Conquering the Fear of Public Speaking
Lain Chroust Ehmann
Sweaty palms. Upset stomach. Dizziness. Shortness of breath. Rapid heartbeat. These might sound like symptoms of the flu, but if you have a fear of public speaking, chances are you know them all too well.
A Common Condition
Fear of speaking in public is extremely common, says David Greenberg, author of
Simply Speaking! The No-Sweat Way to Prepare and Deliver Presentations
and member of the National Speakers Association (NSA).
"According to the
Book of Lists, the number one
of American adults is speaking in front of groups," says Greenberg, adding that fear of death ranks at number seven on the same list. Greenberg himself, who speaks several times a week to audiences of up to 1,000 people, admits he still feels nervous before each and every presentation.
Depending on which scientific studies you read, anywhere from 44% to 85% of people feel some level of
or discomfort before speaking or performing in public, as do many professional performers, says Howard Gurr, PhD, a New York psychologist who treats professional musicians and singers for stage fright.
According to the experts, several factors contribute to the nerves many people feel at the sight of a podium and microphone, including fear of embarrassment, fear of failure, and fear of rejection.
"People just don't want to be on center stage," explains Marjorie Brody, author of
Speaking is an Audience-Centered Sport.
The ironic thing is that a touch of stage fright can actually help you be a more effective speaker. You can use the fear of failure to promote your success, if you allow it to motivate instead of discourage you.
Ways to Conquer Your Fear
The experts offer these tips on how to conquer your fear of public speaking:
- Organize your thoughts.
When preparing your speech, organize your thoughts and create short notes to bring with you.
- Keep it simple.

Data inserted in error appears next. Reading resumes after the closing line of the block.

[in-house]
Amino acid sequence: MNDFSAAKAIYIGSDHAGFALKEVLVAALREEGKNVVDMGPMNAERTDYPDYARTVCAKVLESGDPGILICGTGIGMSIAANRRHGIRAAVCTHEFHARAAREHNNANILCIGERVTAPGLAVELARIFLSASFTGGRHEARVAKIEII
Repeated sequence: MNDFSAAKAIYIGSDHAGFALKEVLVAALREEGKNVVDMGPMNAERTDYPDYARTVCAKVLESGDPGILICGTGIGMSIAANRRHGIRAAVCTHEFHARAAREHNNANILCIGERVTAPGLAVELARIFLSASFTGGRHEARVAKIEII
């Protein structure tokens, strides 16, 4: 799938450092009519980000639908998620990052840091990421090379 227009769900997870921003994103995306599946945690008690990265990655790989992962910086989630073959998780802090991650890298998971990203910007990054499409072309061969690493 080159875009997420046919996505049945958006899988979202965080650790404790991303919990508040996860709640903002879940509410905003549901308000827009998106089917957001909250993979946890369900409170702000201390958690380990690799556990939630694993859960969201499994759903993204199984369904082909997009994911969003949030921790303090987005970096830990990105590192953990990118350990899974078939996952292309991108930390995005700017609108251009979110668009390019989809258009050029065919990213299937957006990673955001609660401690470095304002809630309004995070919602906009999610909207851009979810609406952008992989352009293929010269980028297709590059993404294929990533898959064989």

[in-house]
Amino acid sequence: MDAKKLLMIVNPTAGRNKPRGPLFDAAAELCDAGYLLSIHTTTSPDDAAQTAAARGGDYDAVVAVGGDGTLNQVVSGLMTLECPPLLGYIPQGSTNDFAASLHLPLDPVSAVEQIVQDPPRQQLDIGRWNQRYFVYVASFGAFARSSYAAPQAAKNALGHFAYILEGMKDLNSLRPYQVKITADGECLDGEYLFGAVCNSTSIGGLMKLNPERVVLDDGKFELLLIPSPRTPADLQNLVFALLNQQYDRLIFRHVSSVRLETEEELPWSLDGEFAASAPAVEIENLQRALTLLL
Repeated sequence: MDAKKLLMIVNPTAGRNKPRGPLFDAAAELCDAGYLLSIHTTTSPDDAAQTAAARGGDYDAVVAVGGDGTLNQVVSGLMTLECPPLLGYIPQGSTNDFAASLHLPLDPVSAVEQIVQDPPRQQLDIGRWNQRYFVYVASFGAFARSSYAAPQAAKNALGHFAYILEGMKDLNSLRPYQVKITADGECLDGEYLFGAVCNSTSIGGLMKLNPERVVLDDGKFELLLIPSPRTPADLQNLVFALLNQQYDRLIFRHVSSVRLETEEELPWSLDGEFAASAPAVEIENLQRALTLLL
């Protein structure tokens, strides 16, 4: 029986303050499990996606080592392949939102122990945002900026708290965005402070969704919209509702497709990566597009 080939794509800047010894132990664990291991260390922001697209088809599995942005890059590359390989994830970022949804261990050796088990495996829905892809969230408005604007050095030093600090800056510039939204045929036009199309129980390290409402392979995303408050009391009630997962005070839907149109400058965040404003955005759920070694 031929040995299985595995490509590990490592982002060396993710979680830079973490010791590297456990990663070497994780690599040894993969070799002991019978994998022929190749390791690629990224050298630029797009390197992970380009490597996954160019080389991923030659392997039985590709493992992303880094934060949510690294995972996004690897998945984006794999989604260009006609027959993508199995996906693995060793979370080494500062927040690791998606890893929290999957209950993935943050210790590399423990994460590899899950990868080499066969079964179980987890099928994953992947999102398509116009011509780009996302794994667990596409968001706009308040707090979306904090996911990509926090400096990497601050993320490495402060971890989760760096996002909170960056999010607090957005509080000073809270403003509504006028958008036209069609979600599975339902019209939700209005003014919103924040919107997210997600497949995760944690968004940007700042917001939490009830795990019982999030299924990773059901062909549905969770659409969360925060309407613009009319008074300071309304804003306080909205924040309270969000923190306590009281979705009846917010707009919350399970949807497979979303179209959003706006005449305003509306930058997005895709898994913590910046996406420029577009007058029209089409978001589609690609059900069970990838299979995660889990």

Limit yourself to two or three main points, and use your own stories to illustrate your message, recommends Greenberg, who says people will remember your stories long after they have forgotten you or the topic of your presentation.
- Practice, practice, practice.
This does not mean memorizing your speech word-for-word. "You want to know your material, but you don't want to be locked into some iron-clad presentation format," says Dr. Gurr. And although you should rehearse aloud, Dr. Gurr suggests you avoid "practicing the life out of your presentation."
- Think about your delivery.
Notice your rate of speech, your voice's tone and volume, your energy level and your gestures, and vary them all for maximum effect. "Always be aware of monotony," says Ty Boyd, a member of the Speakers Hall of Fame and former president of the NSA.
- Arrive early.
On the day of your presentation, arrive early, not just to address any last-minute issues but also to "meet and greet." Mingling with the audience for a few minutes can establish a friendly tone even before you begin your presentation.
- Focus on the information and the audience.
When the butterflies take flight in your abdomen, tell yourself a little nervousness is nothing to be ashamed of, and remind yourself you do not need to be perfect. In fact, unless you are a celebrity, says Brody, "realize that people are not coming to see you; they're coming to get the information." Once you take the focus off your performance and put it onto your audience, you buy yourself some breathing room and remember why you are presenting in the first place.
- Do Not dwell on your errors.
What if your nightmares actually come true and you lose your spot or drop your note cards? "What's really important is recovering gracefully," says Greenberg. "If you don't call attention to it, no one's going to notice." He adds that a brief pause of a second or two can seem a natural part of a presentation to the audience, even if it seems to last an eternity when all eyes are on you. If the gaffe is so large as to be unmistakable like mispronouncing the name of your company's president or accidentally deleting your PowerPoint presentation, admit you have made a mistake and move on. Making a blunder or two can actually give the audience permission to relax, especially if you handle it with humor.
"The fact is, if you aren't perfect, your audience will relate to you better," says Greenberg.
The National Speakers Association
Toastmasters InternationalCANADIAN RESOURCES:
Canadian Management Centre
Presentation Training CenterREFERENCES:
Speaking Is an Audience-Centered Sport
. Career Skills Press; 1999.
Simply Speaking: The No-Sweat Way to Prepare & Deliver Presentations
. Goldenleaf Publications; 2000.
National Speakers Association website. Available at:
Toastmasters International website. Available at:
Last reviewed December 2011 by Brian Randall, MD
Last Updated: 12/5/2011